Faculty Archive

  • Rebecca Bushnell’s new book looks at video games in light of Shakespeare, and vice-versa.

  • A collaborative event gives underrepresented groups an opportunity to explore the advantages of a Ph.D.-level education.

  • A look back at our top OMNIA stories from 2016

  • U.S. intelligence has recently confirmed Russia's interference with the 2016 presidential election through cyberattacks. We spoke with Mitchell A. Orenstein to discuss this attack, potential consequences for Russia, and future threats to other elections around the world.

  • Physicist Mark Devlin and his team of students harness cutting-edge technology to comb through the evolutionary history of the universe.

  • A special panel discusses multicultural democracy in a post-election world.

  • The science behind glass is not as clear as you'd think.

  • Political Psychology course encourages students to challenge easy explanations.

  • Richard Berk uses big data to foresee the future.

  • This fall, The Public Classroom @ Penn Museum’s “Science and Race: History, Use and Abuse” brought together more than two dozen internationally recognized experts from diverse backgrounds for a powerful, in-depth exploration of race, science, and justice, in a free series of evening classes geared to audiences ages 14 and above.

  • As we travel about an environment like a city, we instinctively learn how to get from one location to another and form a “mental map” of our surroundings. How do we do it? And why are some people great navigators while others are frequently disoriented?

  • Over the past two decades, MES has championed a multidisciplinary approach to environmental work and research and has trained leaders in the field today.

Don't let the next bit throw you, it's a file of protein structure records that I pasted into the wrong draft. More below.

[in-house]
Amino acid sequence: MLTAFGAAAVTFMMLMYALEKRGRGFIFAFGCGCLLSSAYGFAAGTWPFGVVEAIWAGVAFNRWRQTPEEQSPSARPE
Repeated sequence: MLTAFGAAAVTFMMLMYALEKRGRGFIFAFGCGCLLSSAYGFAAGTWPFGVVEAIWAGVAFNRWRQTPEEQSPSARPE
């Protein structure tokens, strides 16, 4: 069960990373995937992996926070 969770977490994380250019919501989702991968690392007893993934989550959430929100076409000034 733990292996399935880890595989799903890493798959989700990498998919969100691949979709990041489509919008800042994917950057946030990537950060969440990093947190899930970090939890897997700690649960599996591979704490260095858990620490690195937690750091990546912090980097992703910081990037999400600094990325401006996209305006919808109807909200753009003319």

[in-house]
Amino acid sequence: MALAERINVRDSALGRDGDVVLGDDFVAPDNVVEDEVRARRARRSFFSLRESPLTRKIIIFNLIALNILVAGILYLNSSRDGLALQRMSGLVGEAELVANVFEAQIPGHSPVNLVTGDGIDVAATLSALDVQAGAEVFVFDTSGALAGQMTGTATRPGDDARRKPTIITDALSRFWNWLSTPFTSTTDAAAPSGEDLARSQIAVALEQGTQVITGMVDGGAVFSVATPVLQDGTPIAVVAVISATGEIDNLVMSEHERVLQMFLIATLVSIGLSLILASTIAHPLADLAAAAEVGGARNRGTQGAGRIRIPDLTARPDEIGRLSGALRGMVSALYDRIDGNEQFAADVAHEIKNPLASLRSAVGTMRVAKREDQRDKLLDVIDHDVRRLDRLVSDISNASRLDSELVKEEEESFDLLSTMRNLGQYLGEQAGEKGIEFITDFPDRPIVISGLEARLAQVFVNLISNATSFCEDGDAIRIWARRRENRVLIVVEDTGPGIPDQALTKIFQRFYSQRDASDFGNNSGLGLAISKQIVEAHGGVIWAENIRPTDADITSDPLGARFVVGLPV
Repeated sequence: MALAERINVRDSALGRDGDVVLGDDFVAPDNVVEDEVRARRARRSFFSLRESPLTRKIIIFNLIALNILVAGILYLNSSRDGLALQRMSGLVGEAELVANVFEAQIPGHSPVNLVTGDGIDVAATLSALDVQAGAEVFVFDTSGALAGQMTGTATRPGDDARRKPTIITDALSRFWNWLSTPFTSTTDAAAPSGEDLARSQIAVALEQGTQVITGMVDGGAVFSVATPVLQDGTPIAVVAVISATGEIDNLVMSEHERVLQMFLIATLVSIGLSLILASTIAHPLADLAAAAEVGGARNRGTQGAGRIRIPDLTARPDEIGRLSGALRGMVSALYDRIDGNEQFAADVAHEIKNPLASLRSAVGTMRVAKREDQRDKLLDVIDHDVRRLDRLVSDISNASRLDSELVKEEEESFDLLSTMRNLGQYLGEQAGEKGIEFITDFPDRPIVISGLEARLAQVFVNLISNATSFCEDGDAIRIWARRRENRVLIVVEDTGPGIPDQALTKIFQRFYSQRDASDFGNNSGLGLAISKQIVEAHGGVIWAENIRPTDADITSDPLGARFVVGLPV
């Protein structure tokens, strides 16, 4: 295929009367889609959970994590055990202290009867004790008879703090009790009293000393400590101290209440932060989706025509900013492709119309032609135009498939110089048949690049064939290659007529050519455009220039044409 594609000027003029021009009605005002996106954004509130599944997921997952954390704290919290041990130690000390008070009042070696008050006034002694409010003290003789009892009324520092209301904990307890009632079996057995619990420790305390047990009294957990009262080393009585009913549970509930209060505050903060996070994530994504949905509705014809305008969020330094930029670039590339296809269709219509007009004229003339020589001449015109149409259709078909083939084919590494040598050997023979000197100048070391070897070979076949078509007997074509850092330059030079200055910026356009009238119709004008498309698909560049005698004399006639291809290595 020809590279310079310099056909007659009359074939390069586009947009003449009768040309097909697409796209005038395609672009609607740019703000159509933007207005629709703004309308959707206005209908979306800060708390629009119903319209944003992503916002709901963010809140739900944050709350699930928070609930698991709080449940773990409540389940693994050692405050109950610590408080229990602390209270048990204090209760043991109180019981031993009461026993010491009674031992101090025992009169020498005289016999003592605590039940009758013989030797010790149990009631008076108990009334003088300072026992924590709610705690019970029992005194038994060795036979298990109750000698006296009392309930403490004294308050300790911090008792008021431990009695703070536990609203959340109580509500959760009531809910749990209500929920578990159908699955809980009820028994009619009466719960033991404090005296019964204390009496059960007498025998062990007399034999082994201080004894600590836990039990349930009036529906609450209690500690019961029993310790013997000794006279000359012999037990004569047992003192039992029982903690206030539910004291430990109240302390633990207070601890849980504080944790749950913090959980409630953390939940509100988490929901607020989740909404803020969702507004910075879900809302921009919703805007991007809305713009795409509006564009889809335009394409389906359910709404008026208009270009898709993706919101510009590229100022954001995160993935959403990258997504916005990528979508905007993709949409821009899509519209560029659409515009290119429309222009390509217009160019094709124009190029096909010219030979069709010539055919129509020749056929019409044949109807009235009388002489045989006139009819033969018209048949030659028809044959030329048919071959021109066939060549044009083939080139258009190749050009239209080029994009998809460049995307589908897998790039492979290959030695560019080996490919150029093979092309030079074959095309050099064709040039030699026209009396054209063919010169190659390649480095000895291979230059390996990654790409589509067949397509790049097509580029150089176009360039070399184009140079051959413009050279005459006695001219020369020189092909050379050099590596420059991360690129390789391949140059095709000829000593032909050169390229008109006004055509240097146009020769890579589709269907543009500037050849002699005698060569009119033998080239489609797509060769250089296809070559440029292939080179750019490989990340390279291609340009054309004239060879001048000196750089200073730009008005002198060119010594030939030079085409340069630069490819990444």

• Discover the stories behind the professor of anthropology's favorite office items.

  • Searches are underway at Penn Arts and Sciences to recruit at least three new tenure-track faculty who combine humanistic studies with environmental themes over the next three years. These faculty positions will allow the Penn Program in Environmental Humanities (PPEH) to build a curriculum in environmental humanities and implement a graduate certificate and minor for undergraduates.

  • "Moonlight Revelry at Dozo Sagami"

  • A single short story published in 1841 in a Philadelphia-based magazine by a Boston-born writer invented modern French detective fiction. That is but one insight explored in "Legacies of the Rue Morgue: Science, Space, and Crime Fiction in France" by Andrea Goulet. Edgar Allan Poe’s story, which describes the investigation of a double murder surrounded by strange circumstances, continues to shape the global forms of the crime novel, Goulet says.

  • In outer space, big data meets infinite information. How can we measure the expansion of the universe? Can we find gravitational waves that trace back to the Big Bang? Are there other planets that can sustain life? Three major U.S. astrophysics projects will address these questions, and Penn scientists have a major role in all three.

  • The work—and lives—of a little-known group of female philosophers who wrote and disseminated their ideas in Europe during the 17th and 18th centuries are being rediscovered by a new generation, including Karen Detlefsen, associate professor of philosophy and education.

  • Peter Struck, the Evan C Thompson Professor of Excellence in Teaching in classical studies, makes the case for a link between the ancient practice of divination and what seem today to be intuitive leaps in his book "Divination and Human Nature: A Cognitive History of Intuition in Classical Antiquity."

  • Josephine Park, an associate professor of English, looks at how Asian American writers were incorporating themselves into U.S. society in her new book "Cold War Friendships: Korea, Vietnam, and Asian American Literature."

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